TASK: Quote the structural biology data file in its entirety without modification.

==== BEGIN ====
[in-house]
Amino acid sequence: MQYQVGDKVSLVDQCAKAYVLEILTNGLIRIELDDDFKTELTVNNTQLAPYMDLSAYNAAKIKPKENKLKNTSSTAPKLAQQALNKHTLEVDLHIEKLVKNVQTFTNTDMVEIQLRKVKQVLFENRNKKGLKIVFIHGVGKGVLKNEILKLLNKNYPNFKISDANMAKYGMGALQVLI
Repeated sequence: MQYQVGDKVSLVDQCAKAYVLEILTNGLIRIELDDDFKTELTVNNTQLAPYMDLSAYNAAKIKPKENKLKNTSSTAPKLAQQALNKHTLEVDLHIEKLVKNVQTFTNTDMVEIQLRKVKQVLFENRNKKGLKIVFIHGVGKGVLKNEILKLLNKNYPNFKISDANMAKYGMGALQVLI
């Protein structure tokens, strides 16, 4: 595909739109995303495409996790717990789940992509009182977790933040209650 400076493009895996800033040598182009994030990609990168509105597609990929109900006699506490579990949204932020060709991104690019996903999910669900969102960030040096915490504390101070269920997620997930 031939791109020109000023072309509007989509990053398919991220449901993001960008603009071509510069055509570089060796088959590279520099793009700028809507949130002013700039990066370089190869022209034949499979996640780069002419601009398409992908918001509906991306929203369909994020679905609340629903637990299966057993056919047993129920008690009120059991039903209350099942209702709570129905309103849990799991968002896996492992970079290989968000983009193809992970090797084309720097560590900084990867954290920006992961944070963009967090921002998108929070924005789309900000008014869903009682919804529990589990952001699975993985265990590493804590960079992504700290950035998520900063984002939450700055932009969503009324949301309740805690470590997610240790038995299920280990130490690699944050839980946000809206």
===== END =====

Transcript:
[in-house]
Amino acid sequence: MQYQVGDKVSLVDQCAKAYVLEILTNGLIRIELDDDFKTELTVNNTQLAPYMDLSAYNAAKIKPKENKLKNTSSTAPKLAQQALNKHTLEVDLHIEKLVKNVQTFTNTDMVEIQLRKVKQVLFENRNKKGLKIVFIHGVGKGVLKNEILKLLNKNYPNFKISDANMAKYGMGALQVLI
Repeated sequence: MQYQVGDKVSLVDQCAKAYVLEILTNGLIRIELDDDFKTELTVNNTQLAPYMDLSAYNAAKIKPKENKLKNTSSTAPKLAQQALNKHTLEVDLHIEKLVKNVQTFTNTDMVEIQLRKVKQVLFENRNKKGLKIVFIHGVGKGVLKNEILKLLNKNYPNFKISDANMAKYGMGALQVLI
């Protein structure tokens, strides 16, 4: 595909739109995303495409996790717990789940992509009182977790933040209650 400076493009895996800033040598182009994030990609990168509105597609990929109900006699506490579990949204932020060709991104690019996903999910669900969102960030040096915490504390101070269920997620997930 031939791109020109000023072309509007989509990053398919991220449901993001960008603009071509510069055509570089060796088959590279520099793009700028809507949130002013700039990066370089190869022209034949499979996640780069002419601009398409992908918001509906991306929203369909994020679905609340629903637990299966057993056919047993129920008690009120059991039903209350099942209702709570129905309103849990799991968002896996492992970079290989968000983009193809992970090797084309720097560590900084990867954290920006992961944070963009967090921002998108929070924005789309900000008014869903009682919804529990589990952001699975993985265990590493804590960079992504700290950035998520900063984002939450700055932009969503009324949301309740805690470590997610240790038995299920280990130490690699944050839980946000809206």